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Sep 06, 2017, 17:32
Retail Therapy is the new mantra for Indian consumers
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Changing trends of Indian consumers

 

The new series of smartphones available in the market are cheap and easy. This smartphone revolution began in 2007 in India. And since then with technological advances smartphones have increasingly become the one stop shop for all our needs.

 

The price of a smartphone starts from Rs.7000. And with this price it is well within the reach of an average consumer. Services like shopping and banking are increasingly being done on a smartphone. The Citibank in-app audio/video chat with relationship managers is an excellent example of the extent of smartphone services. This service is unique to India, and has not been launched by the bank anywhere else.

 

These affordable smartphones allow common people to have access to the internet. This in turn allows them access to education and job opportunities and even entertainment. But this increasing sale of smartphones has had a negative impact on one sector. And that is the sale of Fast Moving Consumer Goods (FMCG) in our country. Sales growth of large FMCG companies like Coca-Cola Co. and Nestle declined because of this particular reason.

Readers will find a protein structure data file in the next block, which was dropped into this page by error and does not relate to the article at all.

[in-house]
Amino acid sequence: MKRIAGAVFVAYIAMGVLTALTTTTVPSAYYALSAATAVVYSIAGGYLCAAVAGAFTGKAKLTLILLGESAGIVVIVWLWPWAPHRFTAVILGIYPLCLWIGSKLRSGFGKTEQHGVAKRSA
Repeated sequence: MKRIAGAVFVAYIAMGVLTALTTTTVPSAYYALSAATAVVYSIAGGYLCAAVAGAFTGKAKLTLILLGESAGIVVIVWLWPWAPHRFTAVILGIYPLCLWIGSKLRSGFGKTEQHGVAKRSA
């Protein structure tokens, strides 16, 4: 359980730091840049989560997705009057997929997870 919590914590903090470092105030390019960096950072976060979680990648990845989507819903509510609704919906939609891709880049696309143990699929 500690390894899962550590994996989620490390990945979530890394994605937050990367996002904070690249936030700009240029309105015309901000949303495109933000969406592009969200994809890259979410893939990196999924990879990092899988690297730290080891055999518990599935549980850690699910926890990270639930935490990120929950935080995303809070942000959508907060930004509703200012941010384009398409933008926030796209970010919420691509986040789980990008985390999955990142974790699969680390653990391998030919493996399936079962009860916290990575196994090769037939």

The spokesman of Nestle in India Sanjay Khajuria says, “The growing consumption of mobile data and impressive growth in the number of mobile users … has resulted in consumers increasing their spends on phones rather than on fast-moving consumer products.”

 


BookMyBai bans Bollywood.


 

India is the second largest internet user base, behind only China. India today has over 460 million users of the internet. This figure is only 26% of the total population of our country. This figure will only increase with time and with the aids available to this sector. Aids such as mobile internet and data packs being available at a cheaper cost.

 

The use of the internet and data is thus increasing rapidly. The Coca-Cola president in India Venkatesh Kini said that “We are competing for the consumer’s wallet not just with beverages and other impulse categories, but also with data services on smartphones.”

 

These figures stand as a testament to an increasing trend among Indian consumers. The trend is that today consumers are more attracted to things digital. The digital platforms too have met Indian consumers halfway through by offering flexibility in their services. For example, limited data packs are available at cheaper rate for those that can’t afford monthly plans. While the consumer goods companies are recording a decline in sales, data consumption of telecom companies is on the rise.

 

This has forced a change in game plan for the FMCG companies as well. Some FMCG companies offer free data recharge on their products to attract the customer. While others offer smartphone to buyers through a lucky draw system.

 

Most consumers in India are from the salaried class. They have limited buying capacity. With the increasing amount is being spent on smartphones and related services. The consumer then cuts corners in other non essential commodities. Most of the times these commodities are of the fast moving consumer goods type such as the products of Coca Cola Co. and Nestle S.A.  

 

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